Required math: calculus
Required physics: Schrödinger equation
References: Griffiths, David J. (2005), Introduction to Quantum Mechanics, 2nd Edition; Pearson Education – Problem 2.39.
Styer, Daniel F. (2000), Quantum revivals versus classical periodicity in the infinite square well. (Online paper).
Suppose a particle is in an infinite square well in the interval . We’re not specifying which state it’s in, so in general, its wave function is
where the coefficients would be determined in the usual way by looking at .
Any wave function in the infinite square well has what is known as a revival time, which is a time after which the wave function returns to its initial state. We can find this time by looking at the time-dependent term above.
In order for this to be equal to , we must have
The first for which this is true is found from
The infinite square well energies are
We want a value of which will result in a return to the initial state for all energies, so we need to pick the longest time, which occurs at . This value of is a multiple of all the times calculated using higher values of , so the argument of the complex exponential will be a multiple of for all these times, ensuring a return to the initial state. Thus the revival time is
Classically, a particle in an infinite square well bounces back and forth between the walls. If its energy is , its velocity is and the classical revival time is the time taken to traverse the well twice:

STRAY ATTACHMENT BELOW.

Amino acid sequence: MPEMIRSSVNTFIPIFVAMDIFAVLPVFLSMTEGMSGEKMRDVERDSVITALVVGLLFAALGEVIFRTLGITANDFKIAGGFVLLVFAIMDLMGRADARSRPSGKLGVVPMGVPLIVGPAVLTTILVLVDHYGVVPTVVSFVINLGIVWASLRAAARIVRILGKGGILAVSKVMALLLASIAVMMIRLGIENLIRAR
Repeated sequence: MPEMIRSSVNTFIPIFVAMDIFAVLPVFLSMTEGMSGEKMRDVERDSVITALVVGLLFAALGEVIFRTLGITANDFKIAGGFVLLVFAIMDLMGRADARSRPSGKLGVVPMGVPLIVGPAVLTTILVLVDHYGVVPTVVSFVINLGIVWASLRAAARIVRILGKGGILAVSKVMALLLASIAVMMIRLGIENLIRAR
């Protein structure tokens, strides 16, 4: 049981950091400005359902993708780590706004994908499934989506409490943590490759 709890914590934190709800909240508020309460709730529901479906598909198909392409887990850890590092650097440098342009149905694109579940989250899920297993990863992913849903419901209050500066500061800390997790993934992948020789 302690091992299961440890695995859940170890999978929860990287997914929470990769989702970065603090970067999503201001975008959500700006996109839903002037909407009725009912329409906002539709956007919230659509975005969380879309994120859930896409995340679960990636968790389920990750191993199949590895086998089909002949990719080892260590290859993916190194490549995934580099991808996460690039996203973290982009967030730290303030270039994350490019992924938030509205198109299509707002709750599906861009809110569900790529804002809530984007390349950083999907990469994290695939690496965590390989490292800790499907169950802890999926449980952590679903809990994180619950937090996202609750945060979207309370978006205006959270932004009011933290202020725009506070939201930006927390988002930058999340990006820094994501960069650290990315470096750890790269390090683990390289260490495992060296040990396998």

This is equal to the quantum time if
Since this is smaller than the ground state energy in the quantum system, this energy cannot be realized in the quantum system.
In fact, there seems to be a greater problem than this: the classical revival time depends on the energy, while the quantum time does not; it depends only on the particle’s mass and the width of the well. In Styer’s paper (reference at the top), he argues that the full wave function is not measurable, so what we should be looking at are measurable quantities, such as the expectation value of position . He shows that for a particle made up of a superposition of stationary states centred at quantum number , the period of is
Given that the quantum energy of state is , we can write this as
Using we get
That is, the revival time for the position in the quantum case is equal to the classical revival time.